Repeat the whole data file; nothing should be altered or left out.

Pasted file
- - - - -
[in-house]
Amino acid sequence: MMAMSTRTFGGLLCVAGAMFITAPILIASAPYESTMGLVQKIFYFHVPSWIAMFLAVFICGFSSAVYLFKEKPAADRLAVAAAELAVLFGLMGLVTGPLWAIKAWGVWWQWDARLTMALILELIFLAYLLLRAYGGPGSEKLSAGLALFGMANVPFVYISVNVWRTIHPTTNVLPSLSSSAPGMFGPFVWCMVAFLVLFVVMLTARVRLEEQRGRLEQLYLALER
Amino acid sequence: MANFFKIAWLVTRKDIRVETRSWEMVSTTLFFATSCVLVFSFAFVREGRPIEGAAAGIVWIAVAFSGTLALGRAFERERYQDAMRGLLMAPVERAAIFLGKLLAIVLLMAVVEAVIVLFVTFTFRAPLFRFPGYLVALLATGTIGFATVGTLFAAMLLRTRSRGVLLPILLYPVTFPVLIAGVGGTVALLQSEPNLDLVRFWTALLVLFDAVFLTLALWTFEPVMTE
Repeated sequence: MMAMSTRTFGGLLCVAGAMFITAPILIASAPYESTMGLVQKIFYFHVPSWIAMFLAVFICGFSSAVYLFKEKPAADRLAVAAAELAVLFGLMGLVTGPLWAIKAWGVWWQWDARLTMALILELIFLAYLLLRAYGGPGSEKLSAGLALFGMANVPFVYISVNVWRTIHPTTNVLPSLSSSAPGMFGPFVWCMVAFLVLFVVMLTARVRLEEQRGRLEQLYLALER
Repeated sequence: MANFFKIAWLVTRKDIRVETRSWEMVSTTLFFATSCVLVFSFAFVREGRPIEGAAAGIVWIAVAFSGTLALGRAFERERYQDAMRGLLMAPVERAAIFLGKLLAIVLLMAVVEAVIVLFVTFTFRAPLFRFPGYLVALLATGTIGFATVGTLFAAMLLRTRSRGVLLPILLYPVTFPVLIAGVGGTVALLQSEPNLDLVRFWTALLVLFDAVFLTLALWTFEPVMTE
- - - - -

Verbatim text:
[in-house]
Amino acid sequence: MMAMSTRTFGGLLCVAGAMFITAPILIASAPYESTMGLVQKIFYFHVPSWIAMFLAVFICGFSSAVYLFKEKPAADRLAVAAAELAVLFGLMGLVTGPLWAIKAWGVWWQWDARLTMALILELIFLAYLLLRAYGGPGSEKLSAGLALFGMANVPFVYISVNVWRTIHPTTNVLPSLSSSAPGMFGPFVWCMVAFLVLFVVMLTARVRLEEQRGRLEQLYLALER
Amino acid sequence: MANFFKIAWLVTRKDIRVETRSWEMVSTTLFFATSCVLVFSFAFVREGRPIEGAAAGIVWIAVAFSGTLALGRAFERERYQDAMRGLLMAPVERAAIFLGKLLAIVLLMAVVEAVIVLFVTFTFRAPLFRFPGYLVALLATGTIGFATVGTLFAAMLLRTRSRGVLLPILLYPVTFPVLIAGVGGTVALLQSEPNLDLVRFWTALLVLFDAVFLTLALWTFEPVMTE
Repeated sequence: MMAMSTRTFGGLLCVAGAMFITAPILIASAPYESTMGLVQKIFYFHVPSWIAMFLAVFICGFSSAVYLFKEKPAADRLAVAAAELAVLFGLMGLVTGPLWAIKAWGVWWQWDARLTMALILELIFLAYLLLRAYGGPGSEKLSAGLALFGMANVPFVYISVNVWRTIHPTTNVLPSLSSSAPGMFGPFVWCMVAFLVLFVVMLTARVRLEEQRGRLEQLYLALER
Repeated sequence: MANFFKIAWLVTRKDIRVETRSWEMVSTTLFFATSCVLVFSFAFVREGRPIEGAAAGIVWIAVAFSGTLALGRAFERERYQDAMRGLLMAPVERAAIFLGKLLAIVLLMAVVEAVIVLFVTFTFRAPLFRFPGYLVALLATGTIGFATVGTLFAAMLLRTRSRGVLLPILLYPVTFPVLIAGVGGTVALLQSEPNLDLVRFWTALLVLFDAVFLTLALWTFEPVMTE